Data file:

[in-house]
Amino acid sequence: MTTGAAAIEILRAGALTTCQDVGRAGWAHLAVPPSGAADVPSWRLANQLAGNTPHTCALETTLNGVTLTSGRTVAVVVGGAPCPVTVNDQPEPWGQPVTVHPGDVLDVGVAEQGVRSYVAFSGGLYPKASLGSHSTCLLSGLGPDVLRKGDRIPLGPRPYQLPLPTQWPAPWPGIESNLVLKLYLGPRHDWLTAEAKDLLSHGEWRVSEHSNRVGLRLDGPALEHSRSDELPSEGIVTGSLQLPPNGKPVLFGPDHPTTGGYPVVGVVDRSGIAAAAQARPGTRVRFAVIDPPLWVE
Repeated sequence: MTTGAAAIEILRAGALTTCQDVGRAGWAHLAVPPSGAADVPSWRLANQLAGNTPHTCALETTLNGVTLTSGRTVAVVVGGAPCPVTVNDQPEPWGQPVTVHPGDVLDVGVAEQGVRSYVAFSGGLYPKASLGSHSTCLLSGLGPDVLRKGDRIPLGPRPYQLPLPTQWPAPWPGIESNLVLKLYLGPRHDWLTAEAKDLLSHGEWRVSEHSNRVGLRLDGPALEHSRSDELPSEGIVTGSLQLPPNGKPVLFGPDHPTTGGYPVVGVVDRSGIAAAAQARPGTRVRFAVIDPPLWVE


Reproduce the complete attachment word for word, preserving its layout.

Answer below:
[in-house]
Amino acid sequence: MTTGAAAIEILRAGALTTCQDVGRAGWAHLAVPPSGAADVPSWRLANQLAGNTPHTCALETTLNGVTLTSGRTVAVVVGGAPCPVTVNDQPEPWGQPVTVHPGDVLDVGVAEQGVRSYVAFSGGLYPKASLGSHSTCLLSGLGPDVLRKGDRIPLGPRPYQLPLPTQWPAPWPGIESNLVLKLYLGPRHDWLTAEAKDLLSHGEWRVSEHSNRVGLRLDGPALEHSRSDELPSEGIVTGSLQLPPNGKPVLFGPDHPTTGGYPVVGVVDRSGIAAAAQARPGTRVRFAVIDPPLWVE
Repeated sequence: MTTGAAAIEILRAGALTTCQDVGRAGWAHLAVPPSGAADVPSWRLANQLAGNTPHTCALETTLNGVTLTSGRTVAVVVGGAPCPVTVNDQPEPWGQPVTVHPGDVLDVGVAEQGVRSYVAFSGGLYPKASLGSHSTCLLSGLGPDVLRKGDRIPLGPRPYQLPLPTQWPAPWPGIESNLVLKLYLGPRHDWLTAEAKDLLSHGEWRVSEHSNRVGLRLDGPALEHSRSDELPSEGIVTGSLQLPPNGKPVLFGPDHPTTGGYPVVGVVDRSGIAAAAQARPGTRVRFAVIDPPLWVE